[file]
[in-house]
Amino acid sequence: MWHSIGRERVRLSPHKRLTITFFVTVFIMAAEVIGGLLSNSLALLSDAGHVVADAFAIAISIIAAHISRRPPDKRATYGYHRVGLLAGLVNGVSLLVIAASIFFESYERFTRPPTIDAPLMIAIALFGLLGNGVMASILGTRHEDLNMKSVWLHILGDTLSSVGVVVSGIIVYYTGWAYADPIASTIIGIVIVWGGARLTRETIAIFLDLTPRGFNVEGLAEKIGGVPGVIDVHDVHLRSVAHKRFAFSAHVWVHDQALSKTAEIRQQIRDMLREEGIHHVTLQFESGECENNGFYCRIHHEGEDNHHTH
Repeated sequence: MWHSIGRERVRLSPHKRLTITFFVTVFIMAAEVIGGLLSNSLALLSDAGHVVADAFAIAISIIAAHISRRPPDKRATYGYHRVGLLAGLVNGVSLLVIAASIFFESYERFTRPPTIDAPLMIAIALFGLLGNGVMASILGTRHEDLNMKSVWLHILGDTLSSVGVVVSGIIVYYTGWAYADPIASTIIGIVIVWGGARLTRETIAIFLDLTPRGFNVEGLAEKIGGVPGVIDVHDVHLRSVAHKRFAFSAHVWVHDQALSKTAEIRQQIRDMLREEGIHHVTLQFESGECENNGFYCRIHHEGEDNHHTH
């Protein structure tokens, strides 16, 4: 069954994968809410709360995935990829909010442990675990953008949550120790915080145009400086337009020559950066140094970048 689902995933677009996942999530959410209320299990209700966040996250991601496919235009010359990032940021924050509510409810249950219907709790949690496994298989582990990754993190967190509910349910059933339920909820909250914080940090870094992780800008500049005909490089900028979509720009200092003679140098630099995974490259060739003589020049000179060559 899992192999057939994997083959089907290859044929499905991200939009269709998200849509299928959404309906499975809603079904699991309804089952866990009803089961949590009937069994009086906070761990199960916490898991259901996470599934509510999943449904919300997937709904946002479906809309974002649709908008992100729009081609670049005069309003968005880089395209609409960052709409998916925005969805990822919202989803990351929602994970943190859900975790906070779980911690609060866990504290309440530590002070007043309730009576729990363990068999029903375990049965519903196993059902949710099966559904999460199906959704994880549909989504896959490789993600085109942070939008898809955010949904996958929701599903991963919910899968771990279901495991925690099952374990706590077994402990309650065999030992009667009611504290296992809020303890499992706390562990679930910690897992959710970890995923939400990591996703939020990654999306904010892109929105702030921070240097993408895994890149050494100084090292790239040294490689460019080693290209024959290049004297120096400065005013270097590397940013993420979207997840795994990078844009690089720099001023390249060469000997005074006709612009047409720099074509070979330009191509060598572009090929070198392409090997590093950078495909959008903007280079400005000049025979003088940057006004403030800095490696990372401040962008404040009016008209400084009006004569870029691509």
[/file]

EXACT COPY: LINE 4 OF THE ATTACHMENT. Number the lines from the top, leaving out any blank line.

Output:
């Protein structure tokens, strides 16, 4: 069954994968809410709360995935990829909010442990675990953008949550120790915080145009400086337009020559950066140094970048 689902995933677009996942999530959410209320299990209700966040996250991601496919235009010359990032940021924050509510409810249950219907709790949690496994298989582990990754993190967190509910349910059933339920909820909250914080940090870094992780800008500049005909490089900028979509720009200092003679140098630099995974490259060739003589020049000179060559 899992192999057939994997083959089907290859044929499905991200939009269709998200849509299928959404309906499975809603079904699991309804089952866990009803089961949590009937069994009086906070761990199960916490898991259901996470599934509510999943449904919300997937709904946002479906809309974002649709908008992100729009081609670049005069309003968005880089395209609409960052709409998916925005969805990822919202989803990351929602994970943190859900975790906070779980911690609060866990504290309440530590002070007043309730009576729990363990068999029903375990049965519903196993059902949710099966559904999460199906959704994880549909989504896959490789993600085109942070939008898809955010949904996958929701599903991963919910899968771990279901495991925690099952374990706590077994402990309650065999030992009667009611504290296992809020303890499992706390562990679930910690897992959710970890995923939400990591996703939020990654999306904010892109929105702030921070240097993408895994890149050494100084090292790239040294490689460019080693290209024959290049004297120096400065005013270097590397940013993420979207997840795994990078844009690089720099001023390249060469000997005074006709612009047409720099074509070979330009191509060598572009090929070198392409090997590093950078495909959008903007280079400005000049025979003088940057006004403030800095490696990372401040962008404040009016008209400084009006004569870029691509």